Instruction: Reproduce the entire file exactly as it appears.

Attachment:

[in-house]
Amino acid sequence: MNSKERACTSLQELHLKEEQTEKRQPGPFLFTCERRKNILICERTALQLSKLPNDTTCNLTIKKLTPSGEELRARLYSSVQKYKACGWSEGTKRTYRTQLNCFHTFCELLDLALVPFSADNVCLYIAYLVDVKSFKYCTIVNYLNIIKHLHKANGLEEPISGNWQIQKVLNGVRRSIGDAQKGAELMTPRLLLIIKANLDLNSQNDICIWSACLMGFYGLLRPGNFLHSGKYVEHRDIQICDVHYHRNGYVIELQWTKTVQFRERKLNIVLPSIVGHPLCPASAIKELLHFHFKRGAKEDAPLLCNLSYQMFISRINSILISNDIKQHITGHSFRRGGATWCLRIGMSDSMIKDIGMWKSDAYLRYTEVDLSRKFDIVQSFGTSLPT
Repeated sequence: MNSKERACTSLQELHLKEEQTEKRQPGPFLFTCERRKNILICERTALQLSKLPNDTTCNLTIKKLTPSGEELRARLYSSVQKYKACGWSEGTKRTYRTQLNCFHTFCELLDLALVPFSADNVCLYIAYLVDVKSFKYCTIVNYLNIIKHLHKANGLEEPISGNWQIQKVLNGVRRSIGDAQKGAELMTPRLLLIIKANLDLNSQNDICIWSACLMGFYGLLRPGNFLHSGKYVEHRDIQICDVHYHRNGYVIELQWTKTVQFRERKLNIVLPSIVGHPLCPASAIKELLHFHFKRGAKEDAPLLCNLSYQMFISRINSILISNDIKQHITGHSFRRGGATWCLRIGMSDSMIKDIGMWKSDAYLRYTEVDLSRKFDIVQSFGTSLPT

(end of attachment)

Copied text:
[in-house]
Amino acid sequence: MNSKERACTSLQELHLKEEQTEKRQPGPFLFTCERRKNILICERTALQLSKLPNDTTCNLTIKKLTPSGEELRARLYSSVQKYKACGWSEGTKRTYRTQLNCFHTFCELLDLALVPFSADNVCLYIAYLVDVKSFKYCTIVNYLNIIKHLHKANGLEEPISGNWQIQKVLNGVRRSIGDAQKGAELMTPRLLLIIKANLDLNSQNDICIWSACLMGFYGLLRPGNFLHSGKYVEHRDIQICDVHYHRNGYVIELQWTKTVQFRERKLNIVLPSIVGHPLCPASAIKELLHFHFKRGAKEDAPLLCNLSYQMFISRINSILISNDIKQHITGHSFRRGGATWCLRIGMSDSMIKDIGMWKSDAYLRYTEVDLSRKFDIVQSFGTSLPT
Repeated sequence: MNSKERACTSLQELHLKEEQTEKRQPGPFLFTCERRKNILICERTALQLSKLPNDTTCNLTIKKLTPSGEELRARLYSSVQKYKACGWSEGTKRTYRTQLNCFHTFCELLDLALVPFSADNVCLYIAYLVDVKSFKYCTIVNYLNIIKHLHKANGLEEPISGNWQIQKVLNGVRRSIGDAQKGAELMTPRLLLIIKANLDLNSQNDICIWSACLMGFYGLLRPGNFLHSGKYVEHRDIQICDVHYHRNGYVIELQWTKTVQFRERKLNIVLPSIVGHPLCPASAIKELLHFHFKRGAKEDAPLLCNLSYQMFISRINSILISNDIKQHITGHSFRRGGATWCLRIGMSDSMIKDIGMWKSDAYLRYTEVDLSRKFDIVQSFGTSLPT